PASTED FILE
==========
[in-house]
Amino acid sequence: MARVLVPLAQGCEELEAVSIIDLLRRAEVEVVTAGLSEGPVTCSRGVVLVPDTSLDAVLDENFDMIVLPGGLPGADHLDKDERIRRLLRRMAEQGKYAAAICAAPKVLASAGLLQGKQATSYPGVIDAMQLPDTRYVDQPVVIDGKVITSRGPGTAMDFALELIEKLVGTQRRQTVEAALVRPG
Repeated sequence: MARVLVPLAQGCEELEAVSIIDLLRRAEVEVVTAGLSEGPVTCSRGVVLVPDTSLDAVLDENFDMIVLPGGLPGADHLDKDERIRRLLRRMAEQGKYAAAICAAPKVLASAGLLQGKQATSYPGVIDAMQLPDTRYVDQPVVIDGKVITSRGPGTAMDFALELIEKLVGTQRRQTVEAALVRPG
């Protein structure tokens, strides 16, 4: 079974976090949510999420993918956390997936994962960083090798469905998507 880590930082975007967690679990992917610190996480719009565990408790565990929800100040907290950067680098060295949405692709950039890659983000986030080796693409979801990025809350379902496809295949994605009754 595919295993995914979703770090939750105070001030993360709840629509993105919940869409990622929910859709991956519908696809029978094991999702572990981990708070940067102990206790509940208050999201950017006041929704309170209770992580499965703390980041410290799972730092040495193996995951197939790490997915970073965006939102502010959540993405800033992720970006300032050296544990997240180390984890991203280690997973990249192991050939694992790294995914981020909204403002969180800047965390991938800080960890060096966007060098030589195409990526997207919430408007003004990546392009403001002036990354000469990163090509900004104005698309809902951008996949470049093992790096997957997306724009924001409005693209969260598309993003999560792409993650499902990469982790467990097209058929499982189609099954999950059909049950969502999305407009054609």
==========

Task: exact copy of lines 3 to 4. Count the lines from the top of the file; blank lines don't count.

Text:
Repeated sequence: MARVLVPLAQGCEELEAVSIIDLLRRAEVEVVTAGLSEGPVTCSRGVVLVPDTSLDAVLDENFDMIVLPGGLPGADHLDKDERIRRLLRRMAEQGKYAAAICAAPKVLASAGLLQGKQATSYPGVIDAMQLPDTRYVDQPVVIDGKVITSRGPGTAMDFALELIEKLVGTQRRQTVEAALVRPG
């Protein structure tokens, strides 16, 4: 079974976090949510999420993918956390997936994962960083090798469905998507 880590930082975007967690679990992917610190996480719009565990408790565990929800100040907290950067680098060295949405692709950039890659983000986030080796693409979801990025809350379902496809295949994605009754 595919295993995914979703770090939750105070001030993360709840629509993105919940869409990622929910859709991956519908696809029978094991999702572990981990708070940067102990206790509940208050999201950017006041929704309170209770992580499965703390980041410290799972730092040495193996995951197939790490997915970073965006939102502010959540993405800033992720970006300032050296544990997240180390984890991203280690997973990249192991050939694992790294995914981020909204403002969180800047965390991938800080960890060096966007060098030589195409990526997207919430408007003004990546392009403001002036990354000469990163090509900004104005698309809902951008996949470049093992790096997957997306724009924001409005693209969260598309993003999560792409993650499902990469982790467990097209058929499982189609099954999950059909049950969502999305407009054609």